Sunday, July 3, 2011
Chili Cornmeal Crusted Tofu Po’Boy Sandwich with Sweet Potato Fries, and Peanut Ginger Dipping Sauce...
I think I’ve only eaten a real po’boy once in my life, in New Orleans. It is of course exactly the sort of thing one would eat when traveling to New Orleans since it’s there that the infamous sandwich was first created. The information on how the sandwich came to be, at what restaurant it first showed up, and who thought of it is a little murky. Two stories currently exist both originating from the mid-late twenties and both involving free sandwiches given to down on their luck men. In both stories the sandwiches were originally labeled ‘Poor Boy Sandwiches or ‘A poor boy lunch’ but in Louisiana dialect the Poor was shortened to Po’. Traditionally the sandwich is a foot long, served hot and stuffed with fried shrimp and oysters, soft shell crab, catfish, crawfish, Louisiana hot sausage or roast beef and gravy. They can be plain or ‘dressed’ with tomato, lettuce, onion and pickles, with either may or hot or regular mustard. The sandwich is commonly served with French fires.
Now the other night I found myself in the mood for a Po’boy. When the sun comes out and the weather gets hot I crave all sorts of ethnic, southern, creole, and Carribean food. Summer foods as I call them, but of course I wasn’t about to serve up some fried shrimp po’boys. Instead I tried my hand at making Isa Chandra Moskowitz’s, Chili Cornmeal Crusted Tofu Po’Boy Sandwiches, from Veganomicon, and man were they good. I may have mentioned this before but I’m not particularly fond of tofu. However I have to say frying it in cornmeal with some delicious spices is a revelation. It was crispy and salty on the outside, and soft, almost creamy on the inside. Reminding me very much of a fried fish sandwich. My sandwiches were dressed with the coleslaw and chipotle mayo she suggests, as well as some sliced tomato, and pickles. Instead of serving the sandwiches with french fires however I served them alongside baked sweet potato fries and a peanut ginger dipping sauce, the recipe for which I got out of Bryant Terry’s Vegan Soul Kitchen cookbook, which is simply wonderful.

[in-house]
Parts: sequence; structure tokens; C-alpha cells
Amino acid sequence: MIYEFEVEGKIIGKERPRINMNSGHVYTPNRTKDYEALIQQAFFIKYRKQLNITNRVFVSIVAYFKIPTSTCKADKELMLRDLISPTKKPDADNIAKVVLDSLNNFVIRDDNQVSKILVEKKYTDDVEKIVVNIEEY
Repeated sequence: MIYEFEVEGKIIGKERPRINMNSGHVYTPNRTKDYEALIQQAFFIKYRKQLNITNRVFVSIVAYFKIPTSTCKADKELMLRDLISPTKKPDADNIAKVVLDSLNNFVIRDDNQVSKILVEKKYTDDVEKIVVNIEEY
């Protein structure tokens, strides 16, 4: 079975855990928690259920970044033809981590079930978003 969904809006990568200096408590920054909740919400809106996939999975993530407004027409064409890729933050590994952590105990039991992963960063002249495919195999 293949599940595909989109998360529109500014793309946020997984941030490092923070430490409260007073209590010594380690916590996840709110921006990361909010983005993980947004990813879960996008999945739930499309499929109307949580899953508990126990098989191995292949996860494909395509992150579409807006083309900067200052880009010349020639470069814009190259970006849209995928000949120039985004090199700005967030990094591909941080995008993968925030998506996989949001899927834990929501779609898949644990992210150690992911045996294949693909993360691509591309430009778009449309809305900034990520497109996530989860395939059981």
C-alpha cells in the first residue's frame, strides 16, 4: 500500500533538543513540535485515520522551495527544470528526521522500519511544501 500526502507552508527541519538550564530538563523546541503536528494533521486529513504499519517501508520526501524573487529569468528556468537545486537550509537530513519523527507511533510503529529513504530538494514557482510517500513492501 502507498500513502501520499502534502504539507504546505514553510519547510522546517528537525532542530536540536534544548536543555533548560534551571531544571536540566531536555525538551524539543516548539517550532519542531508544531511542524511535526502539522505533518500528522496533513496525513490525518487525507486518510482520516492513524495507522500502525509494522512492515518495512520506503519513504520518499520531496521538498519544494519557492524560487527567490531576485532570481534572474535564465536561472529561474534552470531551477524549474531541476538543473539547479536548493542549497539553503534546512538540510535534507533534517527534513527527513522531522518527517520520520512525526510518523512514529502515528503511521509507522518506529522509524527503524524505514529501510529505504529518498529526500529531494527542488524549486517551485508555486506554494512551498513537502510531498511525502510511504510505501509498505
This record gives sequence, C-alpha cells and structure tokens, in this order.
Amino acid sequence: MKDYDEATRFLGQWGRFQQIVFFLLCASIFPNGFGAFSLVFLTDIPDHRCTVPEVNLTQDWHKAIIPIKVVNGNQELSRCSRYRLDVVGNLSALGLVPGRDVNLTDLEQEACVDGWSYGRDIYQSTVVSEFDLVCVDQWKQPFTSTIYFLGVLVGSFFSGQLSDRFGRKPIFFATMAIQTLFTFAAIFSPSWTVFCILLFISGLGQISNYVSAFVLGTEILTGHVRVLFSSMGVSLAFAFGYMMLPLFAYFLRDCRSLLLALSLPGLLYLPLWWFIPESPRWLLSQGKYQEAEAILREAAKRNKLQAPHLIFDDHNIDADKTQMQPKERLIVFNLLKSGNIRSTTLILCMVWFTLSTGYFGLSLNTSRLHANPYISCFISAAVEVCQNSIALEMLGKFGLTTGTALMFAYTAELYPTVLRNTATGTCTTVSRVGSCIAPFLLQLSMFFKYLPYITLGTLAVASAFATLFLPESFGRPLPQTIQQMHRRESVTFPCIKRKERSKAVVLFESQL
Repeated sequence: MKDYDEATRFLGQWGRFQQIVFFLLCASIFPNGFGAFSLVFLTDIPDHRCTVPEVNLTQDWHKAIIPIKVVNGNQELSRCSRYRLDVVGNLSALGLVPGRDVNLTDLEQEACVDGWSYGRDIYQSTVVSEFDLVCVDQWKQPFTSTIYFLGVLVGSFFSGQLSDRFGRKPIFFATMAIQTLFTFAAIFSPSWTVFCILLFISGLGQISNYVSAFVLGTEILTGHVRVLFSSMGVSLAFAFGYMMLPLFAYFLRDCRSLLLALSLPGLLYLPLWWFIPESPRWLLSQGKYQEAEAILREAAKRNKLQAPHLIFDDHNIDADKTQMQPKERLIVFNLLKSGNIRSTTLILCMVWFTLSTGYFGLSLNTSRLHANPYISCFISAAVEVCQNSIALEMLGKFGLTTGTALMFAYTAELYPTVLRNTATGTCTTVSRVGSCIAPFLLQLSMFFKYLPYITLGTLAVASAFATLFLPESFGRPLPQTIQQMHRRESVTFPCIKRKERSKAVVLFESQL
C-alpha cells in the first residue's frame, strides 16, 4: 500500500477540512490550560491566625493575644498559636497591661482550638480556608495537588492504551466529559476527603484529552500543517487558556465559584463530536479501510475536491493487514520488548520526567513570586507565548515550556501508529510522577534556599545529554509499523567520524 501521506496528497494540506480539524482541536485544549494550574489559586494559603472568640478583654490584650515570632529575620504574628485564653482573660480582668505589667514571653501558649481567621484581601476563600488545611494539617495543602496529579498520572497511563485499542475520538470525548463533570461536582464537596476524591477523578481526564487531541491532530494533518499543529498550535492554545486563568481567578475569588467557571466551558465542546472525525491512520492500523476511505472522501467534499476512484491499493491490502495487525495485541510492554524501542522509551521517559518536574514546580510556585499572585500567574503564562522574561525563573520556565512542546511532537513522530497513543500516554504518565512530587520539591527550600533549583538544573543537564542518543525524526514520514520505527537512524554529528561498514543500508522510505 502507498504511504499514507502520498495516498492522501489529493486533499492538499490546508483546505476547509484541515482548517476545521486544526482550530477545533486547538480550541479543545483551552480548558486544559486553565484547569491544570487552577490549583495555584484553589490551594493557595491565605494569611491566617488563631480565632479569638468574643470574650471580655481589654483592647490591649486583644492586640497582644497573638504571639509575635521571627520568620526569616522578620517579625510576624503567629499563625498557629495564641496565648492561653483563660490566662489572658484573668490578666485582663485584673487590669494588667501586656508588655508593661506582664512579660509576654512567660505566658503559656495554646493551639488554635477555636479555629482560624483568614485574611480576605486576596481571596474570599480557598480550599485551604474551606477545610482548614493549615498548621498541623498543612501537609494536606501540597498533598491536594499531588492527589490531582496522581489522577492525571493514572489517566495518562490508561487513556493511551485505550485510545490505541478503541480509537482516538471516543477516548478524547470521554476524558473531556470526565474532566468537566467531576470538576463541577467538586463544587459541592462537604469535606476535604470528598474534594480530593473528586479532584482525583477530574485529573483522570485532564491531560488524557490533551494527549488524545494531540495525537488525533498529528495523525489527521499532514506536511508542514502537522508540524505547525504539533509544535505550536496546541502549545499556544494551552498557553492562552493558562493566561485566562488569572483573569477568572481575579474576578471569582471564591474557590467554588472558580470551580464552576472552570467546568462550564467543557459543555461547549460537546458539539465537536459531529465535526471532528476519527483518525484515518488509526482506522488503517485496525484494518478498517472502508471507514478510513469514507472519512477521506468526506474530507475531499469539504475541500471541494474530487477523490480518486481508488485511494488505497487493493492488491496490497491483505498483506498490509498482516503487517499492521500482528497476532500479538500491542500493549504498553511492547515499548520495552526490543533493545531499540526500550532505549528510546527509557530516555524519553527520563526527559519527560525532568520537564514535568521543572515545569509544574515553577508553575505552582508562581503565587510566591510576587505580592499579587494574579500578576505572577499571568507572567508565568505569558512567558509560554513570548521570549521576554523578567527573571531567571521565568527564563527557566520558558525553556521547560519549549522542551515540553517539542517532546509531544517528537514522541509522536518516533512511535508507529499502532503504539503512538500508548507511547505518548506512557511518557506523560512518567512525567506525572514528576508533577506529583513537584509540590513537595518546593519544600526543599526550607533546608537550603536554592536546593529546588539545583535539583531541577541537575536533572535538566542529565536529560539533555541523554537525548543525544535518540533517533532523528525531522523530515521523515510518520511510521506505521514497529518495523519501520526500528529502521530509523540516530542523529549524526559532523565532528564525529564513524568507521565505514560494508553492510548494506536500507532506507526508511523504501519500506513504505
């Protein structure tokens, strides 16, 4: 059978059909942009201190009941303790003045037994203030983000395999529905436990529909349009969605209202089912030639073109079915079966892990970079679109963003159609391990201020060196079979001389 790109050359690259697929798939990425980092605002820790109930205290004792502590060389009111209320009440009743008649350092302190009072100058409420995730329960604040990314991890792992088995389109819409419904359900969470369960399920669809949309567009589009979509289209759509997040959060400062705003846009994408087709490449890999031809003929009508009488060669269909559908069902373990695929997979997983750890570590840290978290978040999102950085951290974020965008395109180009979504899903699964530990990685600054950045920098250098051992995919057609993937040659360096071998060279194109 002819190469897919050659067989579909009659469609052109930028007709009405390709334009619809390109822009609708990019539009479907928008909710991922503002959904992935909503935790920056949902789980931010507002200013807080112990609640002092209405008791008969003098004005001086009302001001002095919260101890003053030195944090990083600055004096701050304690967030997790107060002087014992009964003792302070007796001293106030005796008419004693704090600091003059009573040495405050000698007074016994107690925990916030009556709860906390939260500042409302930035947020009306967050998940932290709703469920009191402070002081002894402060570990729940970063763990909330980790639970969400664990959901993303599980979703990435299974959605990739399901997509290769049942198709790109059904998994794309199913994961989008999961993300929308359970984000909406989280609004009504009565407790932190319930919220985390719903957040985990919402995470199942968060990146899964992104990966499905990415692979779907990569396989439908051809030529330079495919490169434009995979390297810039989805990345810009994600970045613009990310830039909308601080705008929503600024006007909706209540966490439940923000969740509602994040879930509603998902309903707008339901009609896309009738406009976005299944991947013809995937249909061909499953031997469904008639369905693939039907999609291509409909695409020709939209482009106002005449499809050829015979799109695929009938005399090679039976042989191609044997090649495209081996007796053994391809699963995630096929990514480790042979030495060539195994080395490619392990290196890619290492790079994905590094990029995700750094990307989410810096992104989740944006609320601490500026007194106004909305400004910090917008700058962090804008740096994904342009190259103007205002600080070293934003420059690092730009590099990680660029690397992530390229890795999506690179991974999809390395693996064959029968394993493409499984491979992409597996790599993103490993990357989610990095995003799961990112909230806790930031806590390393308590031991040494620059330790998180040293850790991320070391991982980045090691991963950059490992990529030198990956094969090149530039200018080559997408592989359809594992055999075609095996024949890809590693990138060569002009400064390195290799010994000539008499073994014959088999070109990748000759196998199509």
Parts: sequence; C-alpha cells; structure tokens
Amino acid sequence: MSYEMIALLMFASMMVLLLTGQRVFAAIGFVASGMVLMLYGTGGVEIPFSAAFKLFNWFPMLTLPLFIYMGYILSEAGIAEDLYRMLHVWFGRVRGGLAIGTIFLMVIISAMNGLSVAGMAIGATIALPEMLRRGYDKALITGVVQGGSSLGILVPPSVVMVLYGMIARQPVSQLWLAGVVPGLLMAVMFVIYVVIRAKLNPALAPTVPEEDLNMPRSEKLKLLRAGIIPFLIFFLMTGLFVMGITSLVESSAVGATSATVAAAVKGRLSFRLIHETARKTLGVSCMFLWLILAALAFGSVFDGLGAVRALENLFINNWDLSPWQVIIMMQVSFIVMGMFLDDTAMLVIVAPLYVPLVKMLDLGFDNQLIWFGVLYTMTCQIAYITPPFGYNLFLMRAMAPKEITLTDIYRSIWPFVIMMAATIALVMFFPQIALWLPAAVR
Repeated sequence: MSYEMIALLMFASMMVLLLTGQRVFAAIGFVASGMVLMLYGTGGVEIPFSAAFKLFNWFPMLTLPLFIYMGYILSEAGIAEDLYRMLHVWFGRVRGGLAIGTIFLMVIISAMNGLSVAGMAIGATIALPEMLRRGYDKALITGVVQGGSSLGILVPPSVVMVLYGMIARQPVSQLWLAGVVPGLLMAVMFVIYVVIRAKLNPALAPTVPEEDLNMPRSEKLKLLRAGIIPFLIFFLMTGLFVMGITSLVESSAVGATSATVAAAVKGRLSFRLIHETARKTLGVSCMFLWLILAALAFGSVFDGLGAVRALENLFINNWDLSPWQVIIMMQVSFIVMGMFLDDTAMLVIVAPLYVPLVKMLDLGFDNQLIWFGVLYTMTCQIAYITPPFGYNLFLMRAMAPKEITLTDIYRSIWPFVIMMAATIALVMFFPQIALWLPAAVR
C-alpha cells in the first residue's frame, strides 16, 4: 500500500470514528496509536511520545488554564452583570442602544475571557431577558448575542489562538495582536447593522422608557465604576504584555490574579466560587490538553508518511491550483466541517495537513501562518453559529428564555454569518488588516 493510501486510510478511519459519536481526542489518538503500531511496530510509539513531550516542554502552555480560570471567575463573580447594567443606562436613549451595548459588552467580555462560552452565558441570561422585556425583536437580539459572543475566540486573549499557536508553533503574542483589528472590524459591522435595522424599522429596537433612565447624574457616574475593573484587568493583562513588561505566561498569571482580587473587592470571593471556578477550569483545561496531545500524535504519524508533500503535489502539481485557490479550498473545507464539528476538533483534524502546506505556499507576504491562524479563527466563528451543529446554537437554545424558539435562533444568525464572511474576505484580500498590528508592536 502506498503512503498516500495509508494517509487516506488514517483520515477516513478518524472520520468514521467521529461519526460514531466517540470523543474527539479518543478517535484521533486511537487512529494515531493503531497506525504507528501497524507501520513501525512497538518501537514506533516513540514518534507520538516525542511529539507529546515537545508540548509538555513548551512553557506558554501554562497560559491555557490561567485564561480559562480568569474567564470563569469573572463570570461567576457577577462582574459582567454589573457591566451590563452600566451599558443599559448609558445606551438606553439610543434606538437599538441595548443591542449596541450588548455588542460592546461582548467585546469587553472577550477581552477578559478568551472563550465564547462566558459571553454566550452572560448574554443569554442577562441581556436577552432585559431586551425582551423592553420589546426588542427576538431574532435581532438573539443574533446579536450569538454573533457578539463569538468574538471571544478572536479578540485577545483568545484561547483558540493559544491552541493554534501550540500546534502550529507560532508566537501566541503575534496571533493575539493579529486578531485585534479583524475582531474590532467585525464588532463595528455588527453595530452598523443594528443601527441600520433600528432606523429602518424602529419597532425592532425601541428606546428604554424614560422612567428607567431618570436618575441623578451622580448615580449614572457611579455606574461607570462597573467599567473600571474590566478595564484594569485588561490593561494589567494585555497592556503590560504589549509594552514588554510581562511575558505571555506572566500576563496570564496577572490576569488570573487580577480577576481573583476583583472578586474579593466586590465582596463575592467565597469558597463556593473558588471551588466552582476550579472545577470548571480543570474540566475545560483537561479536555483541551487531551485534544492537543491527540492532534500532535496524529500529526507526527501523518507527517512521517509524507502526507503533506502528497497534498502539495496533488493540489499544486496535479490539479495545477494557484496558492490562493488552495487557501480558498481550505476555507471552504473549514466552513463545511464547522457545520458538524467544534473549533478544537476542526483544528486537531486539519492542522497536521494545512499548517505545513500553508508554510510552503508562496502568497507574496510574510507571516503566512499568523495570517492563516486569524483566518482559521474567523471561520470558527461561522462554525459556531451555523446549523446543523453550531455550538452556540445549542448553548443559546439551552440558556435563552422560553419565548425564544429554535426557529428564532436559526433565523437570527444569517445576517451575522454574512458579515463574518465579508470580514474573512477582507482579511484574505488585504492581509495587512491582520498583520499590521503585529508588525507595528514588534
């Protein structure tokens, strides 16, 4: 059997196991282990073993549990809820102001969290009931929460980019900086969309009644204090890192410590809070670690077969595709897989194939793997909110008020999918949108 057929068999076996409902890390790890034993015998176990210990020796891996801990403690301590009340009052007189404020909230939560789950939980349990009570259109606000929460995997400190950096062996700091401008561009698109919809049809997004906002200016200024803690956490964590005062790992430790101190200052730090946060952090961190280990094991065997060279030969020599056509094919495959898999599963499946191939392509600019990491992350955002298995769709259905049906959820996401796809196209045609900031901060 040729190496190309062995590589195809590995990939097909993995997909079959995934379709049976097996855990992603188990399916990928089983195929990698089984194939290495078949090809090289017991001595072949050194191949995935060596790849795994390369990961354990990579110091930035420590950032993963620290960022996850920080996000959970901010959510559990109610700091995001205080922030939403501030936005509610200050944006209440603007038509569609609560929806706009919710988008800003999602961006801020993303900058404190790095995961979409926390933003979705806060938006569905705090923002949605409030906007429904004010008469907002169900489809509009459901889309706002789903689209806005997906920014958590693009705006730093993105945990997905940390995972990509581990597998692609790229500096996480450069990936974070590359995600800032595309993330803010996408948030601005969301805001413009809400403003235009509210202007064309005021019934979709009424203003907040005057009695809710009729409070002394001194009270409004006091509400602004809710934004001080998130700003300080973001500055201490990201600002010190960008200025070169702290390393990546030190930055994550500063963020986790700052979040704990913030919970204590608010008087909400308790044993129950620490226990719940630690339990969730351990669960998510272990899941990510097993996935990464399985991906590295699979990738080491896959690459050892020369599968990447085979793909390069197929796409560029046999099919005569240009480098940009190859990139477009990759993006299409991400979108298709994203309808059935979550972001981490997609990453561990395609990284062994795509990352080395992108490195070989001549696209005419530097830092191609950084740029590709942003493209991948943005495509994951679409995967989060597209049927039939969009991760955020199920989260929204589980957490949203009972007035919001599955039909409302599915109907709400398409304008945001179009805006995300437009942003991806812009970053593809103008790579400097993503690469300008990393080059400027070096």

I highly recommend both books, as I’ve made many things from each and so far everything’s been fantastic. However I consider Veganomicon to be more of a winter book as it contains more recipes for things I’d eat in the winter vs the summer, while Vegan Soul Kitchen is without a doubt a summer (For the most part) book.
Just a note about the Po’Boy’s though - She says to use two French Loaves for the sandwiches, assuming each person would eat a foot long po’boy, but I have to say, they’re so stuffed, and so filling that my husband and I could barely finish a 6inch sandwich each, especially with the fries.